Faith-motivated individuals, faith-based organizations, and the transformative power of faith itself are proven keys in reducing crime and improving the effectiveness of the criminal justice system," claims Baylor University criminologist Byron R. Johnson. The author of More God, Less Crime: Why Faith Matters and How It Could Matter More (Templeton Press) spoke with First Things online editor Joe Carter about why social scientists hesitate to acknowledge the power of faith, and how faith-based organizations can overcome an aversion to partnering with the government.
You present evidence that greater involvement in religious activities lessens the likelihood of turning to crime. Why are many social scientists reluctant to make this connection?
I don't think this message resonates with most social scientists. It is widely known that social scientists, on the whole, are not very religious people. Worse, some are even hostile toward religion. In fact,the word religion is not mentioned in most criminology or criminal justice textbooks, despite what we've learned in recent years about the links between religious belief and practices and crime reduction. One criminologist recently told me there should be an entire sub-field within the discipline looking at the role of religion.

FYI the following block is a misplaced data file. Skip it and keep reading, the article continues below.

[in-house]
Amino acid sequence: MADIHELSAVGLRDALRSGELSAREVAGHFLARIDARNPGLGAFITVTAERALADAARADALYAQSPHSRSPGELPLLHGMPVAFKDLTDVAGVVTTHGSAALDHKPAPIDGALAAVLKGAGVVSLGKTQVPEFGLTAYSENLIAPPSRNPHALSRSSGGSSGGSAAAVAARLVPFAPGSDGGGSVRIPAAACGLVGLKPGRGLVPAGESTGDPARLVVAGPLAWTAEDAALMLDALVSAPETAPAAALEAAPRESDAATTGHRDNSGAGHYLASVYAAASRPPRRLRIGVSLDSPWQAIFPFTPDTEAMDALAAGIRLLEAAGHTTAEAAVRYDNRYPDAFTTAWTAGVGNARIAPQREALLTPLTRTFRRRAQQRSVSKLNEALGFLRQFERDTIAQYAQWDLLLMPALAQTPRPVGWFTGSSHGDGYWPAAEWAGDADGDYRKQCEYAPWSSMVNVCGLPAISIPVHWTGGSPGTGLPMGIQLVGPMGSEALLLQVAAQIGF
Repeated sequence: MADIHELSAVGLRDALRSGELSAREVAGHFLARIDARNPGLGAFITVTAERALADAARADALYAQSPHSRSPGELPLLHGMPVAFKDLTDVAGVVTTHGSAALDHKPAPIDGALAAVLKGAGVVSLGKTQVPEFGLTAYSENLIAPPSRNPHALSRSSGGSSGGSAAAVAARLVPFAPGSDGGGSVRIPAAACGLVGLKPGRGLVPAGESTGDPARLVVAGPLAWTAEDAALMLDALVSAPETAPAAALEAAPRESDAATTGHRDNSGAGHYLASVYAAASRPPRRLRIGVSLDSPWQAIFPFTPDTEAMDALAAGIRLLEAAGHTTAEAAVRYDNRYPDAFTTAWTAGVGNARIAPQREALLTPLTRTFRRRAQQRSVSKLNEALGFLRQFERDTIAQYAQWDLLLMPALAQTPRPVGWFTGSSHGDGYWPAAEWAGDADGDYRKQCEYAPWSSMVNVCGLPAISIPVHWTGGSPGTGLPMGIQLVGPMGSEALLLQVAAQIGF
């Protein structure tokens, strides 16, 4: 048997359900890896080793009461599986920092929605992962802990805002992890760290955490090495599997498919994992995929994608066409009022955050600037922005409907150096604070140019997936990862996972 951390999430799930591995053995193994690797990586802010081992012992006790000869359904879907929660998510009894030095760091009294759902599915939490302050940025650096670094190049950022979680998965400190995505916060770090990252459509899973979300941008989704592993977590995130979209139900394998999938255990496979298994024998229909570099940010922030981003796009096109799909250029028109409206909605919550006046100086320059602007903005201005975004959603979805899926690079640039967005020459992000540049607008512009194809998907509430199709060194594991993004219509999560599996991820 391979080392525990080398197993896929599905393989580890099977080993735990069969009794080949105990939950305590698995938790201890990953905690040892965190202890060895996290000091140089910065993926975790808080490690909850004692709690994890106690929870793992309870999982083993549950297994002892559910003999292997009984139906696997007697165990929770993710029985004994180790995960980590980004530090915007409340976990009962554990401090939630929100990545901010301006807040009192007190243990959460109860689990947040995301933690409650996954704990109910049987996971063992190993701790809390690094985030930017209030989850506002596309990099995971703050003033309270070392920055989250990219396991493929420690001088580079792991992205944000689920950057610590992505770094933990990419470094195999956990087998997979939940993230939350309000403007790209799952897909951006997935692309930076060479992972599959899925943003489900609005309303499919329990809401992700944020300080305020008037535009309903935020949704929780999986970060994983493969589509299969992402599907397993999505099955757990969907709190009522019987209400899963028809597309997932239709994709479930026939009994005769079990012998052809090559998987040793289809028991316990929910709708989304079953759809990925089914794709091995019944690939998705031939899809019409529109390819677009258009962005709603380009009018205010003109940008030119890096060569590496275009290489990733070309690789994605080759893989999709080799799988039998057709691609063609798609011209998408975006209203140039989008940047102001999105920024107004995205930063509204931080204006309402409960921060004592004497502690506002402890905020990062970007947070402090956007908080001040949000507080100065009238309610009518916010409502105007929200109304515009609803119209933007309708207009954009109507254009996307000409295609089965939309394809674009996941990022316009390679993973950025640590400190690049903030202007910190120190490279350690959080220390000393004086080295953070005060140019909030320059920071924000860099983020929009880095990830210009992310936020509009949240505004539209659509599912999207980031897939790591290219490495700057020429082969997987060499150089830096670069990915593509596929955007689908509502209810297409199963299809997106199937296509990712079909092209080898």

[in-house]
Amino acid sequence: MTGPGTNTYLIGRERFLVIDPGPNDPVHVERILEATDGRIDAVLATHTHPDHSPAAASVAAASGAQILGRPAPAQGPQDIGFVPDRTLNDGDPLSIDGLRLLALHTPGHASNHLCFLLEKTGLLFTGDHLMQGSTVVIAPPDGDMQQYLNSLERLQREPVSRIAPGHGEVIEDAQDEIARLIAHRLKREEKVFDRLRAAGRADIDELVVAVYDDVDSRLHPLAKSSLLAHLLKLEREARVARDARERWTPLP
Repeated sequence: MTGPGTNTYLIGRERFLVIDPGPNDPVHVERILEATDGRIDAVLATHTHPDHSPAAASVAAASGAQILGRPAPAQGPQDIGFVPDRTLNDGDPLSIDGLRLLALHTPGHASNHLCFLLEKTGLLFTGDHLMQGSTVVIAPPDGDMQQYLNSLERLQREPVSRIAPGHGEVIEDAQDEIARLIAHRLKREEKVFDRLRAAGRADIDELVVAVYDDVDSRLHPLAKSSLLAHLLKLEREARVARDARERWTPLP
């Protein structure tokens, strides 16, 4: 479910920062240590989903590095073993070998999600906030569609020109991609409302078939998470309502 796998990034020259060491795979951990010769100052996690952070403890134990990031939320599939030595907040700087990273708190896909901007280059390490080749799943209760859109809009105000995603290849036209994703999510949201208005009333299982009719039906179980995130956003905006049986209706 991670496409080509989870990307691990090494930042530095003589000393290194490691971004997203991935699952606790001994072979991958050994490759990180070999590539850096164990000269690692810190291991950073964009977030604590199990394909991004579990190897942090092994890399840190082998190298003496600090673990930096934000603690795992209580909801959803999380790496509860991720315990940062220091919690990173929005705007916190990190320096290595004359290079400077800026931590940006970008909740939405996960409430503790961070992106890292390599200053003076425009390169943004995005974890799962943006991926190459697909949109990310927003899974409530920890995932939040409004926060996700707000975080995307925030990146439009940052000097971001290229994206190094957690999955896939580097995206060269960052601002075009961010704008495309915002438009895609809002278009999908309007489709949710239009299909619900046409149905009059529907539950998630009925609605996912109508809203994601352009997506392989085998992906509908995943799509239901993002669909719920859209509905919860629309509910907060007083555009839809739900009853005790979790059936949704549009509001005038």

What role should faith-based organizations have in the criminal justice system?
On the whole, I believe faith-based organizations are merely tolerated within the criminal justice system. In some jurisdictions, faith-motivated individuals and organizations are seen as valuable, but elsewhere they are often viewed with suspicion. Some correctional officials view religious volunteers as more of a nuisance than a help. They see them as looking to save souls, and not having a clue about prison security or manipulative inmates. But as the criminal justice system faces cutbacks and shrinking budgets, it will need many allies to effectively manage prison populations. Faith-based organizations provide a key source of volunteers, many of whom are highly trained and eager to assist—not only with spiritual matters but also with traditional programs in life skills, adult basic education, and other important areas.
Are the attitudes of faith-based organizations preventing them from effectively partnering with government agencies?
It's more a case of ignorance than attitude. Many prison ministries are nothing more than individuals who feel called to reach out to the incarcerated. Many of them operate in complete isolation of other faith-based ministries. By and large these groups do a poor job of communicating with and supporting each other. Their approach lacks the coordination necessary to combat problems that require comprehensive solutions. Faith-based groups may do a good job of preaching the gospel in prison, but they need to do a better job of mentoring prisoners while they are incarcerated and sticking with them once they leave.